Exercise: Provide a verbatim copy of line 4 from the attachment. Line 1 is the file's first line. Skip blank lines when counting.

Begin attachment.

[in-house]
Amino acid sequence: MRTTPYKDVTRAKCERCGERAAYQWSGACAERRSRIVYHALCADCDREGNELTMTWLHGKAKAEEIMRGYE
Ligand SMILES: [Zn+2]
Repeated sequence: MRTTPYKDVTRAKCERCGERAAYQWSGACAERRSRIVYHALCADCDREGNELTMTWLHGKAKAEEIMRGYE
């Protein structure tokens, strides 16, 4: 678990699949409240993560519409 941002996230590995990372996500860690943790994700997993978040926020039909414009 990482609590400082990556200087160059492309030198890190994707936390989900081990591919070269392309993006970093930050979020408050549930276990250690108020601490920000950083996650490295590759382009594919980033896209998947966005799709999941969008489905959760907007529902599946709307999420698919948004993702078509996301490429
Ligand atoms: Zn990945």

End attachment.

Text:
Repeated sequence: MRTTPYKDVTRAKCERCGERAAYQWSGACAERRSRIVYHALCADCDREGNELTMTWLHGKAKAEEIMRGYE